Birria-Landia’s original truck in Jackson Heights makes the city’s best birria, full stop. So, naturally, anyone in Williamsburg should grow weak at the knees to know that this Tijuana-style spot opened their second truck on the same block as Kellogg’s Diner. Each of the four items on their menu (tacos, mulitas, tostadas, and consomme) is bolstered by tangy, mildly spicy, and mysteriously deep stew. Make sure to take your crunchy-soft tortilla filled with beef and dip it in your cup of consomme.

Leo serves bubbly sourdough pies and fizzy pet-nats—but that description doesn’t do this place justice. Their dough tastes tangy enough to inspire a daydream in which a sourdough starter comes to life and asks you sassy questions about the last time you cut your hair. Stop by with a date or pick up a slice from their counter after a sweaty run through the neighborhood. The margherita is a necessary order, but the clam pie and soft serve should also be priorities.

When we took our first bite of the Detroit-style pizza from this spot on Metropolitan and Driggs, it reminded us of our first time trying Emmy Squared back in 2016—a joyous experience of light and airy dough, and crispy cheese-studded crust. While Emmy Squared has become somewhat of a chain restaurant, Ace’s has all the magic of a new, delicious slice joint. Not to mention the fact that a medium Detroit-style pepperoni pizza costs $20 and is the perfect size to share with a friend.

The food at Le Crocodile is satisfying and unpretentious, which is just about the opposite of what you expect from a hotel restaurant with tiled floors, a massive menu, and waiters in white jackets strolling around like they just finished catering the PGA tour in 1930. Try this place for your next big night out that calls for roast chicken, french fries, and an ice-cold martini. Surprisingly, it's easy to get a last-minute table.

The Williamsburg waterfront has a lot of restaurants that look and feel like Antidote. They’re spacious, airy, and could double as plant nurseries—but this is the only one that also serves great Sichuan food in a big, concrete bunker with skylights, a random terrarium, and a ton of foliage. Plan it right, and this is a solid date spot, especially when there's live music. Order some dim sum and the whole tea-smoked duck with candy-like crispy skin. If there are no tables at Antidote, try Birds of a Feather a few blocks away. It has a different, neighborhood restaurant vibe, but they also do some quality Sichuan.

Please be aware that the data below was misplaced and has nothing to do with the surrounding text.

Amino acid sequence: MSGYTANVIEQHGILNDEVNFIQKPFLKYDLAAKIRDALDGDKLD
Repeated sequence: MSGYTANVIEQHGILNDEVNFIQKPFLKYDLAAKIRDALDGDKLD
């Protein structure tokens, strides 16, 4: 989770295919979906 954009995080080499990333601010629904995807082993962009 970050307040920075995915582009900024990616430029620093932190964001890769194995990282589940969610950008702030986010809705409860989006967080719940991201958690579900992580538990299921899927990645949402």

Housed in a (definitely slanted) dining car, Diner has, since the beginning, been all about simple, locally-sourced food and an environment that makes you feel like you’re in the coolest restaurant in the city. Open for over 20 years now, this place is still serving exceptional dishes like Parisian gnocchi, porchetta, brick chicken, and beef carpaccio. The menu changes daily, but the burger is always available, and you have to try it at least once.

K’Far’s dining room is a leafy, makeshift jungle in the lobby of the Hoxton Hotel, and it’s our favorite place in the area to luxuriate with some borekas and a cup of coffee. The Israeli restaurant is from the same team behind Laser Wolf and switches from cafe food during the day to a full dinner service in the evening. The daytime menu is light, but it does have a few bigger breakfast plates and long, flat Jerusalem bagel sandwiches.